How do you see the role of religious leaders in fighting the pandemic?
The government often turns to ulamas or religious figures when there is ‘fire’. So, the ulamas’ primary function is to douse fire. To quote kyais, it’s like asking ulamas to push a car when the engine stalls and leave them behind when the car moves again.
What should the government ideally do?
It should involve ulamas from the start. About mudik, for example. Mudik is not required by Islam. It’s not stipulated in Qur’an, hadith (reports of statements or actions of Prophet Muhammad) or jurisprudence. It is an entrenched tradition of the majority of (Indonesian) Muslims to celebrate Idul Fitri, end of fasting month. There are 20 million people who want to do the mudik ritual. Without the clear instruction from the government, ulamas cannot forbid it because it is not in their jurisdiction. If the government has from the start banned mudik, ulamas could have calmed the masses and persuaded them into obeying the regulation through the use of words such as ‘for people’s benefit’ or ‘to prevent harms’. Don’t bring in ulamas only after commotion broke out.
As Rais Syuriah (the head of the consultative body) of NU’s special branch for Australia and New Zealand, how do you inform NU members about mudik?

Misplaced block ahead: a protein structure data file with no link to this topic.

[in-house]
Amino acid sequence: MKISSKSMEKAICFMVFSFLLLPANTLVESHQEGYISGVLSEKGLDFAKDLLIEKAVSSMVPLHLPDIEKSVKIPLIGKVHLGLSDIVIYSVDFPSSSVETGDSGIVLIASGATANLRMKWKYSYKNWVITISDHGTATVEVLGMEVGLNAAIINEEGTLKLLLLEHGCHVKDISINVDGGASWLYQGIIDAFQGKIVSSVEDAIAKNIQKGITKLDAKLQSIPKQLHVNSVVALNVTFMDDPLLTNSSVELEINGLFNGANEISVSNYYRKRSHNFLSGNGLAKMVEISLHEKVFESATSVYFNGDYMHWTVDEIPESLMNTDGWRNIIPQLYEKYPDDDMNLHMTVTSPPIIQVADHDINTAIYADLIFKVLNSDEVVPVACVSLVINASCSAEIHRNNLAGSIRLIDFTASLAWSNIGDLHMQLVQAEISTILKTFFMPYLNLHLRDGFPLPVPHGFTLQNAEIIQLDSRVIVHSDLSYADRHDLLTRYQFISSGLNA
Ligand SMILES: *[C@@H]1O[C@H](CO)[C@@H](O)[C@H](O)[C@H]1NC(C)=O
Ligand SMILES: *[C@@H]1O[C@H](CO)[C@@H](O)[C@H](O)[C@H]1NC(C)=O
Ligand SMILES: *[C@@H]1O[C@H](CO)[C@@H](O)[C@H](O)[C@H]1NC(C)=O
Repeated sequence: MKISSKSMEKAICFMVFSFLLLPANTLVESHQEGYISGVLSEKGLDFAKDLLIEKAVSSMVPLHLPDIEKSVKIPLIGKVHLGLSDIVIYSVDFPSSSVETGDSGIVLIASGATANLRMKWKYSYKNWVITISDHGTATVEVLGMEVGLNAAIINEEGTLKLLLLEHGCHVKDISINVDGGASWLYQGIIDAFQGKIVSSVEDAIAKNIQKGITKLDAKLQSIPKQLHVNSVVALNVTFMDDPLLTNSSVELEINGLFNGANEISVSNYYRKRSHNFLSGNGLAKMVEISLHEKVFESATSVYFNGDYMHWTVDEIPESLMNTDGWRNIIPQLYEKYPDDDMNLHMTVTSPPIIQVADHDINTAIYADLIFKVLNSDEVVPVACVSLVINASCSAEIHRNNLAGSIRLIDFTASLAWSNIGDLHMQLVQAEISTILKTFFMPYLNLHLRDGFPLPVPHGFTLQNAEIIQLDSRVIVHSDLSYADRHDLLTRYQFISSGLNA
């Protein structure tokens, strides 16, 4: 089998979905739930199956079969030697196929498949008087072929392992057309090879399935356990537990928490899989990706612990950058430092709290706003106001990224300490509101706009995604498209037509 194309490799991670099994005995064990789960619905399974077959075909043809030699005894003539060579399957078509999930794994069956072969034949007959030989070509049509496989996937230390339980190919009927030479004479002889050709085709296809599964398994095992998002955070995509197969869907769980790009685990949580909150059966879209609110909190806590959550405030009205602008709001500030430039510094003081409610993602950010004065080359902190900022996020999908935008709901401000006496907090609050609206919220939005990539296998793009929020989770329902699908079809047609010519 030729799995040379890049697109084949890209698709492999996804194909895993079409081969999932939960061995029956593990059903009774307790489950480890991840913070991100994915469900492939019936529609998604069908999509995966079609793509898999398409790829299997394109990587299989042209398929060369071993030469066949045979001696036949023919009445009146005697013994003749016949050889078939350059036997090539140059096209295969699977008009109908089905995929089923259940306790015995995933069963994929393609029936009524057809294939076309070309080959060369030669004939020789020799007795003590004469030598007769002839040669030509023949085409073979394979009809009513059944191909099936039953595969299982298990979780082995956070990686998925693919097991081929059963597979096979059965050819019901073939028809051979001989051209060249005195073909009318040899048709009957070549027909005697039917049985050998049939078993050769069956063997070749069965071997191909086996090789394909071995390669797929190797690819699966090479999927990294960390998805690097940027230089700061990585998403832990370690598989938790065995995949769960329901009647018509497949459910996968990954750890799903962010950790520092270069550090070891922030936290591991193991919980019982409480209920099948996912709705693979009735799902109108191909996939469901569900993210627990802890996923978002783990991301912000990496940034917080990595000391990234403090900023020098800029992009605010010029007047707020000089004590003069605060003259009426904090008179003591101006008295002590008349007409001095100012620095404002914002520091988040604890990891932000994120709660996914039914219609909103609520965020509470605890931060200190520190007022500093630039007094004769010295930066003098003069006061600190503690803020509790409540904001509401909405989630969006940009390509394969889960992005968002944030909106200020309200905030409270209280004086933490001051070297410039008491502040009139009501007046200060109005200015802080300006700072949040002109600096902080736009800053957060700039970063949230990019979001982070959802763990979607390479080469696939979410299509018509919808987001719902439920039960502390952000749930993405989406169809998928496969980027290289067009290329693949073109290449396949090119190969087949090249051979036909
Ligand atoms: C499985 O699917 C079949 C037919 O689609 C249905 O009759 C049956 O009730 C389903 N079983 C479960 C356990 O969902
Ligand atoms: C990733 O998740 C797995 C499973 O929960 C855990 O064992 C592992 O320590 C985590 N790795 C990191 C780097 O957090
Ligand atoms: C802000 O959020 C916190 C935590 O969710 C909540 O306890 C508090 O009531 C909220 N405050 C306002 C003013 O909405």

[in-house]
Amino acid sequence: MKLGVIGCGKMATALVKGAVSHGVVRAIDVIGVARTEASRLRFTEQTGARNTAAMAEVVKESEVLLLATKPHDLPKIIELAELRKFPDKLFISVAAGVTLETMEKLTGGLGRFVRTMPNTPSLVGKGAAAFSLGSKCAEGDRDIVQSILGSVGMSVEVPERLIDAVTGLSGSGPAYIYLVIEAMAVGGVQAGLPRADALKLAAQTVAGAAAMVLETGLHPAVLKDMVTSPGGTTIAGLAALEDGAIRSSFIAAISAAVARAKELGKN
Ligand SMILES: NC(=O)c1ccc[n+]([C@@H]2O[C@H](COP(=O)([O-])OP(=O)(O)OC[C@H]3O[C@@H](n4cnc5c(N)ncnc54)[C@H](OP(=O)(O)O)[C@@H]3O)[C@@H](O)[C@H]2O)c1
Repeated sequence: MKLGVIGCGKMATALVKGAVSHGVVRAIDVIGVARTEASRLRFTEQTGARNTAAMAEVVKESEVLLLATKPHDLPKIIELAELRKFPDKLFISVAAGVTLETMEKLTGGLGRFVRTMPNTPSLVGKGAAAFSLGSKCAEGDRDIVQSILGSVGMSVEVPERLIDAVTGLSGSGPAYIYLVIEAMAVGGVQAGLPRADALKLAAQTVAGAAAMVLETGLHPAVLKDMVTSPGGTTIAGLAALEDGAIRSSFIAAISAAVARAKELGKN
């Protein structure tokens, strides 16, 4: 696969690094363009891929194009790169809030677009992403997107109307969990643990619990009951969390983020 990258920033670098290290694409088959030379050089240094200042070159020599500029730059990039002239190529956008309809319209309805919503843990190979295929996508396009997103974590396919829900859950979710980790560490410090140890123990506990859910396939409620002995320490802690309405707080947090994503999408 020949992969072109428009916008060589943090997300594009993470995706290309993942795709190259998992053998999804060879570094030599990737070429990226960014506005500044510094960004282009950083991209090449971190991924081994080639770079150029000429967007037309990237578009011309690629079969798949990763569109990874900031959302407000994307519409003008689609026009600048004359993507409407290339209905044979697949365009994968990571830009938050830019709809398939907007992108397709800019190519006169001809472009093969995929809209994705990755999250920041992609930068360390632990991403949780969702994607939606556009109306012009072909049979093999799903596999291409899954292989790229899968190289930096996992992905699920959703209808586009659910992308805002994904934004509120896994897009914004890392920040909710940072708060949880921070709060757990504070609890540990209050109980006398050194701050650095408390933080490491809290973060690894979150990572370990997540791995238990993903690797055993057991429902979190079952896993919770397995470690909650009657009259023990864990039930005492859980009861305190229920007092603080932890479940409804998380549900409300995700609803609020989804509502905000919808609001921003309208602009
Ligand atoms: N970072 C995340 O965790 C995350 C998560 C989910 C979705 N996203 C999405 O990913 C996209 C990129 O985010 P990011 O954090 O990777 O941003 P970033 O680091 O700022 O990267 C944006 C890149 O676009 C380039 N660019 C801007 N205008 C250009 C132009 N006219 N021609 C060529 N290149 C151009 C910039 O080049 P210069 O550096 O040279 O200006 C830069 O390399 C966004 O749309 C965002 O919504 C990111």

I didn’t have to because there is already the travel ban. The Australia government does not understand mudik. They only said, “We don’t forbid you to go home. Go ahead. There are still flights but you may not be able to return to Australia later on. Our airports may be closed or there will be isolation rules.” It is complicated. So, my duty as Rais Syuriah became easier in urging them not to go home.
What was the reason behind your decision to study the general law and fiqh?
I was interested in the law because my father (the late Ibrahim Hosen) was a professor of Islamic law as well as chairman of both MUI (Indonesian Ulema Council) and MUI’s fatwa commission before the era of Kyai Ma’ruf Amin. I was indeed raised to follow his footsteps. What sets me apart from him is that I also studied the general law. I felt there should be a bridge between the two disciplines. Debates often occur between kyais with expertise in fiqh and legal experts due to differences in concepts. That’s why I took a double degree program in my undergraduate study and my father approved it.